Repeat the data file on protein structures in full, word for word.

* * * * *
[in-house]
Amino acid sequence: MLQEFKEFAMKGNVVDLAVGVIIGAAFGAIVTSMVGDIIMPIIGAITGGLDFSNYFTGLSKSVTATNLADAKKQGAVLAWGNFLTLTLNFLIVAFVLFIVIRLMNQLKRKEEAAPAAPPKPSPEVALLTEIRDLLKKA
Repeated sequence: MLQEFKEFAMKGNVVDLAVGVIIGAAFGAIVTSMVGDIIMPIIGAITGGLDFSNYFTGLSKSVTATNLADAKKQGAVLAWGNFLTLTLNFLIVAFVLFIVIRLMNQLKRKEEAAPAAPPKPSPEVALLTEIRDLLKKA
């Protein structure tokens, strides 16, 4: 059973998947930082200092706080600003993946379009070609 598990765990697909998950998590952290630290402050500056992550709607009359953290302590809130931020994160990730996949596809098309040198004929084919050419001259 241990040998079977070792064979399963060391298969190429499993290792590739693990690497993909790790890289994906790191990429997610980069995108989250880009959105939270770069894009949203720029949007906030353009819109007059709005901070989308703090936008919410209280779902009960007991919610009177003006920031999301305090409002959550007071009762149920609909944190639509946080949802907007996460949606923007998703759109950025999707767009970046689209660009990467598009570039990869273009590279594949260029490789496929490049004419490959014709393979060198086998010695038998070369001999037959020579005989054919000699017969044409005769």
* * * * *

[in-house]
Amino acid sequence: MLQEFKEFAMKGNVVDLAVGVIIGAAFGAIVTSMVGDIIMPIIGAITGGLDFSNYFTGLSKSVTATNLADAKKQGAVLAWGNFLTLTLNFLIVAFVLFIVIRLMNQLKRKEEAAPAAPPKPSPEVALLTEIRDLLKKA
Repeated sequence: MLQEFKEFAMKGNVVDLAVGVIIGAAFGAIVTSMVGDIIMPIIGAITGGLDFSNYFTGLSKSVTATNLADAKKQGAVLAWGNFLTLTLNFLIVAFVLFIVIRLMNQLKRKEEAAPAAPPKPSPEVALLTEIRDLLKKA
């Protein structure tokens, strides 16, 4: 059973998947930082200092706080600003993946379009070609 598990765990697909998950998590952290630290402050500056992550709607009359953290302590809130931020994160990730996949596809098309040198004929084919050419001259 241990040998079977070792064979399963060391298969190429499993290792590739693990690497993909790790890289994906790191990429997610980069995108989250880009959105939270770069894009949203720029949007906030353009819109007059709005901070989308703090936008919410209280779902009960007991919610009177003006920031999301305090409002959550007071009762149920609909944190639509946080949802907007996460949606923007998703759109950025999707767009970046689209660009990467598009570039990869273009590279594949260029490789496929490049004419490959014709393979060198086998010695038998070369001999037959020579005989054919000699017969044409005769």